Macroeconomic Theorizing and the Instability of Post-Keynesian Capitalism

Feiwel, George R.
June 1980
Journal of Economic Issues (Association for Evolutionary Economi;Jun80, Vol. 14 Issue 2, p525
Academic Journal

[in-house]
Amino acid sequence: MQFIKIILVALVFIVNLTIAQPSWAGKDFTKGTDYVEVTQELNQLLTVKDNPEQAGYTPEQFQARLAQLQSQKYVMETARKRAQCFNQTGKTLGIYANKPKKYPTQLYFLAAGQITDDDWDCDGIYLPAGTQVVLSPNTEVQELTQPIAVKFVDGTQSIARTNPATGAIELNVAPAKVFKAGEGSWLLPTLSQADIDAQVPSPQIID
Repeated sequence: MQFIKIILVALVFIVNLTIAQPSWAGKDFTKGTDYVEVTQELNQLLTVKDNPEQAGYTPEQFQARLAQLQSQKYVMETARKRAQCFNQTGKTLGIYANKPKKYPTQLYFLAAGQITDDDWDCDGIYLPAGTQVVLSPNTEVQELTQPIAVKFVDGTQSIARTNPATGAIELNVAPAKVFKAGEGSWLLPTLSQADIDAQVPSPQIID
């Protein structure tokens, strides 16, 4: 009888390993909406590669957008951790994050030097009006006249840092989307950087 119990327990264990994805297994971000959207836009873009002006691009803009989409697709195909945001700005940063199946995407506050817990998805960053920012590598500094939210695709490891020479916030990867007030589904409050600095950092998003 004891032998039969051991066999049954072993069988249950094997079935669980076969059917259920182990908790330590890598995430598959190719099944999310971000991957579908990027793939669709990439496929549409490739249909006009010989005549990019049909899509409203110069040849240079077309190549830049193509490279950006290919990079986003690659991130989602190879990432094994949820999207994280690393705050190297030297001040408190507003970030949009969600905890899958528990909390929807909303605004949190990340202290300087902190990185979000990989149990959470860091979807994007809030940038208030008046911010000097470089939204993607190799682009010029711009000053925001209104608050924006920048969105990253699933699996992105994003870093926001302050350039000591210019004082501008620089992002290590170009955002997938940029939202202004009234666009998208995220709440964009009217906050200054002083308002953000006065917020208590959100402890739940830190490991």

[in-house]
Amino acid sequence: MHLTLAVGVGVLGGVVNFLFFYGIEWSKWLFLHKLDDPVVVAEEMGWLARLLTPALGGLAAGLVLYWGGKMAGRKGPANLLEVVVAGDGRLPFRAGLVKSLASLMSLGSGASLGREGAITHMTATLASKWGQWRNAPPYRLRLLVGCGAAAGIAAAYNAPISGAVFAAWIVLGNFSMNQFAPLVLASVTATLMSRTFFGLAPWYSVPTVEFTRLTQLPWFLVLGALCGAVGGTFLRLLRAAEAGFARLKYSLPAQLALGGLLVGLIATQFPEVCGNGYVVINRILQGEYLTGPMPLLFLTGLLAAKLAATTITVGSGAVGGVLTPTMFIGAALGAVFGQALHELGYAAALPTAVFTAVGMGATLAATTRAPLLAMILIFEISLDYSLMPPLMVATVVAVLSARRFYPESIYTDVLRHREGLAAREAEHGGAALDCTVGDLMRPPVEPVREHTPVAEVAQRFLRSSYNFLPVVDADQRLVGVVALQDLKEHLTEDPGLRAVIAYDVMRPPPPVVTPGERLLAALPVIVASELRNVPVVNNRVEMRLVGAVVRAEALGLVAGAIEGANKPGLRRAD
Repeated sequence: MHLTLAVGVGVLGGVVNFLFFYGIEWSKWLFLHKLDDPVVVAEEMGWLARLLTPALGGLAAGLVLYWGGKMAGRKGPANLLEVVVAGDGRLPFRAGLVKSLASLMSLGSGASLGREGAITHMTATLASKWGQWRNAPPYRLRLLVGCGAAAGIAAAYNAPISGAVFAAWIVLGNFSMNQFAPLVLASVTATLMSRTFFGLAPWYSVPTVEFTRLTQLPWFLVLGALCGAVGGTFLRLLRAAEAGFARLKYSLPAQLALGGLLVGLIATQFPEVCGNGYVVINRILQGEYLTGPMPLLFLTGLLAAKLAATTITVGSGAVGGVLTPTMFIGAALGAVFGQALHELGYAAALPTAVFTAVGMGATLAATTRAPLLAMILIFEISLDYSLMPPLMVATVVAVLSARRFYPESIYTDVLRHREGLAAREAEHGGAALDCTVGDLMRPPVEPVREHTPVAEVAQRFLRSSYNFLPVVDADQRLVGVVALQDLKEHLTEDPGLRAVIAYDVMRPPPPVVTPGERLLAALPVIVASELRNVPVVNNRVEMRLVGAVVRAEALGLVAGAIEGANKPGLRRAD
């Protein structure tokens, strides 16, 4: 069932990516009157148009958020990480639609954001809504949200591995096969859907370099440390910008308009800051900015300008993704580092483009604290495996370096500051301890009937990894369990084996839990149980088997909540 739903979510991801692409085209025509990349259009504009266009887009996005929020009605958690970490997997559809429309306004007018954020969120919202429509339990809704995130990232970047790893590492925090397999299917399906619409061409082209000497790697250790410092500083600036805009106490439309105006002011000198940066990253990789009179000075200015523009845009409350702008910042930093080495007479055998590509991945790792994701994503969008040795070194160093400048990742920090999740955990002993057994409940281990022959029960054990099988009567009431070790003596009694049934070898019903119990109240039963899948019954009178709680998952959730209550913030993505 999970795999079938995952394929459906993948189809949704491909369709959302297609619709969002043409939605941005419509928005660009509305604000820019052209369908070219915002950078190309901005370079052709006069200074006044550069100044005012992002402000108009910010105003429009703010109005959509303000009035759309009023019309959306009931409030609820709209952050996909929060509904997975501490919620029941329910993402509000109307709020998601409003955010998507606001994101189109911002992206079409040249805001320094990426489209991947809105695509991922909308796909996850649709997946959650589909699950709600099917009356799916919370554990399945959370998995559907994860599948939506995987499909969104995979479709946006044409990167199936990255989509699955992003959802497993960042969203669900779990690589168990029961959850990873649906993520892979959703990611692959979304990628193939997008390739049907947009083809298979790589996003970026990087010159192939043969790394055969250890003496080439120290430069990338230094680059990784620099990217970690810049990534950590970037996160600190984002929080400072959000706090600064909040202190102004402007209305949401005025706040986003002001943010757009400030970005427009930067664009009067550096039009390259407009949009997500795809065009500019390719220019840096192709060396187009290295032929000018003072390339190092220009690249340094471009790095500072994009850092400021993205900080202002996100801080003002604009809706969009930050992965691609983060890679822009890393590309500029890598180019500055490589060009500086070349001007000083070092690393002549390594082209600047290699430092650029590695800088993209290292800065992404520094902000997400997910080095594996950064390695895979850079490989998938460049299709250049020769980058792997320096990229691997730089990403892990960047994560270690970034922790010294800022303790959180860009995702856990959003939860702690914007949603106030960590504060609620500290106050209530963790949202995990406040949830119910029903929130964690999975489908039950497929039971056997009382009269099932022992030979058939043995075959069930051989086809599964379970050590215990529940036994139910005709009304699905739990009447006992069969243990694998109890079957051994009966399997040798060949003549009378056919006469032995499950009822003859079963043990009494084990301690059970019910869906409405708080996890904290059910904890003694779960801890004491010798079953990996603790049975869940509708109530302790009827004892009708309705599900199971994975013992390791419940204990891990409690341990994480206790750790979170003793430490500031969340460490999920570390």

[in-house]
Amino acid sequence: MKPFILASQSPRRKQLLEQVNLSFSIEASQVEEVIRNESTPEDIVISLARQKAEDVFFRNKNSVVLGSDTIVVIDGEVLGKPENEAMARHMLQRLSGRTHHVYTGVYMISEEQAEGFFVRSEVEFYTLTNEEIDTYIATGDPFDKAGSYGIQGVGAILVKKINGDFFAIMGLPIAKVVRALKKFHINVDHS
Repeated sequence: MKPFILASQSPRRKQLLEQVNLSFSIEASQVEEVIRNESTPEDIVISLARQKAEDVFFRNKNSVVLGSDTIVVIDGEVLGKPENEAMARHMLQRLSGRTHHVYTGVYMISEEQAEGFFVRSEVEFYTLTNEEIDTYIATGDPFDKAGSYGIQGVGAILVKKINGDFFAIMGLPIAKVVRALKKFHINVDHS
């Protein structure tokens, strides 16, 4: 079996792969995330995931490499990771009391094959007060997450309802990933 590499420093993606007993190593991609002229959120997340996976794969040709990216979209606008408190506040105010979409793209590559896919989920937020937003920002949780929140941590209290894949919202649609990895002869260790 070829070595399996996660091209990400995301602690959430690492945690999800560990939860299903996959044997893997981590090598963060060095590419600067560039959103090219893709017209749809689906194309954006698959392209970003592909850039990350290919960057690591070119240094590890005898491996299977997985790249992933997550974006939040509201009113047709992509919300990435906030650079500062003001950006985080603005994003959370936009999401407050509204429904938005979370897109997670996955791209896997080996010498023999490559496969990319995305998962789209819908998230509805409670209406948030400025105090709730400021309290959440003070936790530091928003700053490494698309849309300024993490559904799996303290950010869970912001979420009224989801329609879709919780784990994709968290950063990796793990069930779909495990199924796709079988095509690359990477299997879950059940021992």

The postwar macro performance of the U.S. economy is in astonishing contrast to the prewar stagnation, deep depression, and falling prices. Business cycles did not fade away, but their amplitude did moderate substantially. While still fairly removed from full and effective utilization of resources, for a quarter of a century we have witnessed a fairly remarkable upsurge in living standards, employment, and growth rates and have avoided damaging inflation. The growth of affluence was responsible for major transformations in the social fabric, preferences, and behavior of economic actors. There was also a fundamental change in the widely held views about the inevitability of business cycles and the desired targets of economic activity. The electorate became increasingly intolerant of instabilities when the actual rates transgressed those considered tolerable. The government assumed the task of stabilizing acute output and price instabilities and became aware that it could not operate beyond a range of political feasibility constraints however difficult to quantify.


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